Polish court rules against abortion due to fetal defects

0
52



The nation, which already had some of the strictest abortion laws in Europe, will now only allow the procedure in cases of rape, incest or when the mother’s life is in danger.

The move to further restrict abortion had been pursued by the Polish populist government for months and sounded alarm bells among women’s rights activists and human rights watchdogs.

About 98% of abortions in Poland were performed as a result of fetal malformations, meaning the ruling bans virtually all ongoing pregnancy termination procedures in the country. It could force women to bear a child even if they know the baby will not survive childbirth, activists said Thursday.

Thursday’s Constitutional Court ruling marked the first change in Poland’s abortion law since 1993, but comes after a multi-year effort by the government to restrict access to dismissals.

She was condemned by Council of Europe Commissioner for Human Rights Dunja Mijatovic, who called Thursday “a sad day for women’s rights”.

“Removing the basis of almost all legal abortions in Poland amounts to a ban and violates human rights,” Mijatovic tweeted. “Today’s Constitutional Court ruling means clandestine / overseas abortions for those who can afford it and even greater hardship for everyone else. ”

Poland’s ruling Law and Justice party has placed anti-abortion rhetoric at the heart of its socially conservative agenda and has attempted to pass a bill banning abortions due to fetal abnormalities in the first weeks of the coronavirus pandemic.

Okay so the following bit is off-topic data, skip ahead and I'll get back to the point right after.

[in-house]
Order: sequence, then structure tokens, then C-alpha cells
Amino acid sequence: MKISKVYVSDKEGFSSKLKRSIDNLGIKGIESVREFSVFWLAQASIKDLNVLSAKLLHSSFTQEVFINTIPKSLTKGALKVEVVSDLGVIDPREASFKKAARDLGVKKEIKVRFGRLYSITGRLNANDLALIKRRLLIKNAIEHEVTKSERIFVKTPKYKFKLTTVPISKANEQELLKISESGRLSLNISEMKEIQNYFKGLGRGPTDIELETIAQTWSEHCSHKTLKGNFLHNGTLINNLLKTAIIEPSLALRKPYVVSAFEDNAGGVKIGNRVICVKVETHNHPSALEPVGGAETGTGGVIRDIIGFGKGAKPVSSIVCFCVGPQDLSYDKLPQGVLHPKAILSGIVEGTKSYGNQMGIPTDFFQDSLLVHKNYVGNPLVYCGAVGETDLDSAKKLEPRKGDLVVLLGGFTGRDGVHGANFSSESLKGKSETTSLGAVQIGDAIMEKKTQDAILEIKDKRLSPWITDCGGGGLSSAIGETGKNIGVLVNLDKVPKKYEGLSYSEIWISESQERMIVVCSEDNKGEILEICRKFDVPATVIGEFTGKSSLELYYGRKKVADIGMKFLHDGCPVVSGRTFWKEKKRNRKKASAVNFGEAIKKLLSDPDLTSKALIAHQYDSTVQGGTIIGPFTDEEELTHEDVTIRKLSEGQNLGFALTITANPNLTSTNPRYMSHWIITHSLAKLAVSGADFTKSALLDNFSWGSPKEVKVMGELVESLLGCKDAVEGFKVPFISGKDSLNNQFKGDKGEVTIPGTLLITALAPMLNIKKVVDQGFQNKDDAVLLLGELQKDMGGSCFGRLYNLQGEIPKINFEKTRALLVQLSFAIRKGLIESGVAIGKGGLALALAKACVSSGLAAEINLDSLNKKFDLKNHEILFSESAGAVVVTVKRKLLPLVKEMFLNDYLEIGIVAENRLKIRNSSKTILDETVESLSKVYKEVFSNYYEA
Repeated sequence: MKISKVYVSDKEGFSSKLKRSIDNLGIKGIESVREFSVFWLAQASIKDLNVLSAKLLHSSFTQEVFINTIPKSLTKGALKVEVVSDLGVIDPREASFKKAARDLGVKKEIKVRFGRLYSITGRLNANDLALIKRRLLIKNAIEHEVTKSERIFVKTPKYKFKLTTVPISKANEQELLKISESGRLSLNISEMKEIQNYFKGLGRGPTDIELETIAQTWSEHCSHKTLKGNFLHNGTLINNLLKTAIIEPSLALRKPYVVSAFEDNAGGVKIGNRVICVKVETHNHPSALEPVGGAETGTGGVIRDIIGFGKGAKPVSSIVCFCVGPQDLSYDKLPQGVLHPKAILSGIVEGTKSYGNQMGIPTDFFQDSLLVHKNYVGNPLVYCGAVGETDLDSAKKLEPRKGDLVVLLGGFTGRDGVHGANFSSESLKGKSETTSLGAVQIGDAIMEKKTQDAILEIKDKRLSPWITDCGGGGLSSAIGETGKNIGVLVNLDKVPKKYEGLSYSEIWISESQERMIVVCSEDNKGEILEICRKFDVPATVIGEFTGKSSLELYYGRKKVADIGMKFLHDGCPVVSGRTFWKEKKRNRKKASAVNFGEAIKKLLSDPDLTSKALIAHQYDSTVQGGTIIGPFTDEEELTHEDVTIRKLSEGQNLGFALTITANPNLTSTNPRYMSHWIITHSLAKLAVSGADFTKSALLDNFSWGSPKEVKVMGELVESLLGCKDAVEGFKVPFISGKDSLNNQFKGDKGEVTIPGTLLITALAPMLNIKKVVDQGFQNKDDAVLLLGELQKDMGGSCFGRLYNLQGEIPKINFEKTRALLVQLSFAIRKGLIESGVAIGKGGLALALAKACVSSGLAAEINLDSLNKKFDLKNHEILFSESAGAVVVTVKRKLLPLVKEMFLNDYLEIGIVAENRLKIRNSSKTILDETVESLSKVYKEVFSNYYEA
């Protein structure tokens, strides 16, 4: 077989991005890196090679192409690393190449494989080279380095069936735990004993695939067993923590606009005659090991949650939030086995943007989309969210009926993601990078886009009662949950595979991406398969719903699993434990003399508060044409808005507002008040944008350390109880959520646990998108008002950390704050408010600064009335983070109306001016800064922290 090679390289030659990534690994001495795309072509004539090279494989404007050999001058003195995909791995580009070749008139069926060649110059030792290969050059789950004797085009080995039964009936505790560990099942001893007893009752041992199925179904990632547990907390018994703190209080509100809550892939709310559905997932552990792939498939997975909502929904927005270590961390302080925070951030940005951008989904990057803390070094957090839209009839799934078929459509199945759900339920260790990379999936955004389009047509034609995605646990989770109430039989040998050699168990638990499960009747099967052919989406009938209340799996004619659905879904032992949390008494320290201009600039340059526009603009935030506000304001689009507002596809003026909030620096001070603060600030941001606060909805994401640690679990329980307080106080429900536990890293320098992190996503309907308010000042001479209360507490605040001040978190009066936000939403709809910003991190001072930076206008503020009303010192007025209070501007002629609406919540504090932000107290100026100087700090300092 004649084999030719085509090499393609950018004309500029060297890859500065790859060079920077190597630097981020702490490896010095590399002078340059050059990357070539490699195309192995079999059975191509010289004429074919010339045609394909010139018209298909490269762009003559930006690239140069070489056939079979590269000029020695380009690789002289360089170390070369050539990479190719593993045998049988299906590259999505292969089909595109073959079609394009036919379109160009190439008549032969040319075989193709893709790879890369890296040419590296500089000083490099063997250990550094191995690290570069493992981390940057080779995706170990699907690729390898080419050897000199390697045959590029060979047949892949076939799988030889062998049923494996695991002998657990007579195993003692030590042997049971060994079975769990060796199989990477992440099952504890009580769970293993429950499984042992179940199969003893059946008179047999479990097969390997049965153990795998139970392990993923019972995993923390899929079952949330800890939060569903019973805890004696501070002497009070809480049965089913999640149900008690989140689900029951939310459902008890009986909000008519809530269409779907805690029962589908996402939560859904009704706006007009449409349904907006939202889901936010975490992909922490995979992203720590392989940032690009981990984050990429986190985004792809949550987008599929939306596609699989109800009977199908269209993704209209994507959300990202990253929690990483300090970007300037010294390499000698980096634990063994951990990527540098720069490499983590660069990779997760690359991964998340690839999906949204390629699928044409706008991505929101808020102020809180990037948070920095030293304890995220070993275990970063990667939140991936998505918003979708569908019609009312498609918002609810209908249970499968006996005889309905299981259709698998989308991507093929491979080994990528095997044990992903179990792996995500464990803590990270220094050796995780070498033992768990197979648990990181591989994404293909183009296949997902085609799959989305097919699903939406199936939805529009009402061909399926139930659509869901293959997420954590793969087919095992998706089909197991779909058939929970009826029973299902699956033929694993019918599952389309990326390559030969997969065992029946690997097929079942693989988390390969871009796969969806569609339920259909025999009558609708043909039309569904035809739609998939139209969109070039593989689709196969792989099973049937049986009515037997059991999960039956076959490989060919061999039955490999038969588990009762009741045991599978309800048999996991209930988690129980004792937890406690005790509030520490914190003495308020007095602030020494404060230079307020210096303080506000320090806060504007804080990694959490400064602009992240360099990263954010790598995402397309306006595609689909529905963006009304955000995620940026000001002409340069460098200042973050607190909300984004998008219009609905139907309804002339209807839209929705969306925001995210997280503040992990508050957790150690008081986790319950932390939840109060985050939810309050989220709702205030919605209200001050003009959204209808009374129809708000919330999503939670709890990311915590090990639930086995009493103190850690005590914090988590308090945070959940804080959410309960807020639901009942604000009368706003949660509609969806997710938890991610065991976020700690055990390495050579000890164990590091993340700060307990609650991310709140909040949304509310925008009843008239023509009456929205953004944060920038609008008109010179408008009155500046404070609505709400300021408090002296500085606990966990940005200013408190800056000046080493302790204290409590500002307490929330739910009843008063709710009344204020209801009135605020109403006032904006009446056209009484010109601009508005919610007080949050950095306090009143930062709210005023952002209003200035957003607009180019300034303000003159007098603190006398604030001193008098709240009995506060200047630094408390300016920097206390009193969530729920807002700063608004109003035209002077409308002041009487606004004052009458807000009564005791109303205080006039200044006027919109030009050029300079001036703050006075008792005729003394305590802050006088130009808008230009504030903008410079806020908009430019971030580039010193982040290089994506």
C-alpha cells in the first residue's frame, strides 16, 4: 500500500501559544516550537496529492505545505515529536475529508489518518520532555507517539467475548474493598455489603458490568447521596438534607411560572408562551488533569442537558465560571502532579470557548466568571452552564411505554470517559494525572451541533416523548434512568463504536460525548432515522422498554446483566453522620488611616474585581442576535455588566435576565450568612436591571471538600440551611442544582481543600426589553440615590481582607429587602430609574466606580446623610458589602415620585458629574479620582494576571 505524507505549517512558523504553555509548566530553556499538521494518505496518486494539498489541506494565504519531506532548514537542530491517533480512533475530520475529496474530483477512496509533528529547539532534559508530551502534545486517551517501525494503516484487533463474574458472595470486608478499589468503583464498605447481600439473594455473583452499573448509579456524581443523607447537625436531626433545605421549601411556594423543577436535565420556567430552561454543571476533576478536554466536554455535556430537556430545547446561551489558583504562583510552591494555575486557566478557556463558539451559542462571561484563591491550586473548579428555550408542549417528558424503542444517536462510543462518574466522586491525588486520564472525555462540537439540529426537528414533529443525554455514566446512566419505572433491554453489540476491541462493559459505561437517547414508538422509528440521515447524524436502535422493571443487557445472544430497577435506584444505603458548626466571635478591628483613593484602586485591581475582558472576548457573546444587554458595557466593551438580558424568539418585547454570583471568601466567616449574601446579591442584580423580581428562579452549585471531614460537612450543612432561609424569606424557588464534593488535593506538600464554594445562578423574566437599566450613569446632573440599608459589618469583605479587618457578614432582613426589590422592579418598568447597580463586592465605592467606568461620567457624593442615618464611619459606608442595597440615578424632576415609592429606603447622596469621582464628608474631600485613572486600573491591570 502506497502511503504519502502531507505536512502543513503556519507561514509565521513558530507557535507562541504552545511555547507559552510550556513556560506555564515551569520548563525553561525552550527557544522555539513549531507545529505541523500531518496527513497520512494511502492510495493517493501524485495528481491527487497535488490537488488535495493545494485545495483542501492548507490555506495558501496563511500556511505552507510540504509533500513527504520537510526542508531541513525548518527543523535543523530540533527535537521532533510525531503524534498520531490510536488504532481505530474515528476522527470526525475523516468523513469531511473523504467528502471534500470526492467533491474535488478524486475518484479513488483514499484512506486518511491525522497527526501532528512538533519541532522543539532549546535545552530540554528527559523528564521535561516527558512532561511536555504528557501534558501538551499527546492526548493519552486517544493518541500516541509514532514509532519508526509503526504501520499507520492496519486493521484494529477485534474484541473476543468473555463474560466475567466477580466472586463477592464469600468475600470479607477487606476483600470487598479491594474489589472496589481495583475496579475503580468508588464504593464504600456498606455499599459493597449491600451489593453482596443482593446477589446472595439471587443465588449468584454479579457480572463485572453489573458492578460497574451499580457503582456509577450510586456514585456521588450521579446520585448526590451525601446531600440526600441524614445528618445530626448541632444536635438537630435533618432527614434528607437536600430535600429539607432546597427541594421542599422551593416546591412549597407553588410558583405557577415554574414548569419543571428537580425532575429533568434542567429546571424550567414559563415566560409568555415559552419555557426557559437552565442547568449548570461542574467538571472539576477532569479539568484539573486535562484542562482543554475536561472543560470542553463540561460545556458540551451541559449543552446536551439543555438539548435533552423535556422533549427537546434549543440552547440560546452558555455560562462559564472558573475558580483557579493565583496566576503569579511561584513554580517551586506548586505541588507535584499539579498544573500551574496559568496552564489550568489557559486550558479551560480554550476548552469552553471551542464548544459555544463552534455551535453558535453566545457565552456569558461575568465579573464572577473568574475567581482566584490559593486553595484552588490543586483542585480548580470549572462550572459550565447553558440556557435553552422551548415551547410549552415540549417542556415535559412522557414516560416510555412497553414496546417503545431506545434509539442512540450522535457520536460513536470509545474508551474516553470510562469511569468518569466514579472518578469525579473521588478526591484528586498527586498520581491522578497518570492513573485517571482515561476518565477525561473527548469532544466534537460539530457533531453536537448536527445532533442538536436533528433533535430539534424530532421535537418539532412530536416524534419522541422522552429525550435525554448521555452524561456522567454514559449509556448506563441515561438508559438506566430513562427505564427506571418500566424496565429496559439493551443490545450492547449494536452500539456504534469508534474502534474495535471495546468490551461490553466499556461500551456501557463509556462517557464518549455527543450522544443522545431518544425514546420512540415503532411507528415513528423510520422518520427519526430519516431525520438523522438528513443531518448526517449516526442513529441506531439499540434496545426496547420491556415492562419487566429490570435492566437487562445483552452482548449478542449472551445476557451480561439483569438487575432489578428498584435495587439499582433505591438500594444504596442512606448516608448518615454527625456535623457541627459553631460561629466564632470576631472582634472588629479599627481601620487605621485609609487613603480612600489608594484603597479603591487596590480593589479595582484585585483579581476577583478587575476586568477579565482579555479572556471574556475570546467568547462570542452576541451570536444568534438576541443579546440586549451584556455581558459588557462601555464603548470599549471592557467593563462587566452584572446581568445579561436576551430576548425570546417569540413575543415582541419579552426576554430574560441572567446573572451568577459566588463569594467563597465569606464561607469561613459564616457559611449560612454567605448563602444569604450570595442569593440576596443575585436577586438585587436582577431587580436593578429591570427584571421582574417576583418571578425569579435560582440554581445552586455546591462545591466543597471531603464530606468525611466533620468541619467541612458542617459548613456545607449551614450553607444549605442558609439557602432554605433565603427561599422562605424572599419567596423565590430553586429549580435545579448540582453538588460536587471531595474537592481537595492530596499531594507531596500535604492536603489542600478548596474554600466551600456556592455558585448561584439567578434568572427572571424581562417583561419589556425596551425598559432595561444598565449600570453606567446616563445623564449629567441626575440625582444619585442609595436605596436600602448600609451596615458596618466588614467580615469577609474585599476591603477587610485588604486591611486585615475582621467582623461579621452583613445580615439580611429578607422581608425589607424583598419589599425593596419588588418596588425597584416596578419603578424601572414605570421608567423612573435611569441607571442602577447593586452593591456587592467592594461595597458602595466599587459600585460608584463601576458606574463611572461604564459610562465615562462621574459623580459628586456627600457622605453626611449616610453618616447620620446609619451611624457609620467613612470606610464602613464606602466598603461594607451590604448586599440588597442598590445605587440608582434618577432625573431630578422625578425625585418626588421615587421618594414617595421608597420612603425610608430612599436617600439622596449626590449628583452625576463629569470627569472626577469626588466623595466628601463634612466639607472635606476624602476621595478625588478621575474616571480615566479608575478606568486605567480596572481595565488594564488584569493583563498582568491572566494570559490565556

The plan was ultimately abandoned in the Polish parliament, but has since been taken over by the country’s highest court. Law and Justice has spent much of his time in power tightening his grip on the courts, removing judges he deems politically objectionable, replacing them with what critics claim to be political appointments, and creating new ones. disciplinary action for judges who make decisions that ministers do not agree with.

“There is currently an effective ban on abortion in Poland,” Agnieszka Kubal, a sociology and human rights specialist at University College London, told CNN. “This has to be read in the context of the broader right-wing discourse on abortion in Poland, according to which women cannot have the right to choose. ”

The first attempts to restrict abortions through legislation drew women’s rights protesters to the streets, with massive protests taking place in 2016 and subsequent years. In April of this year, many activists used their cars to protest without violating Covid-19 restrictions.

LEAVE A REPLY

Please enter your comment!
Please enter your name here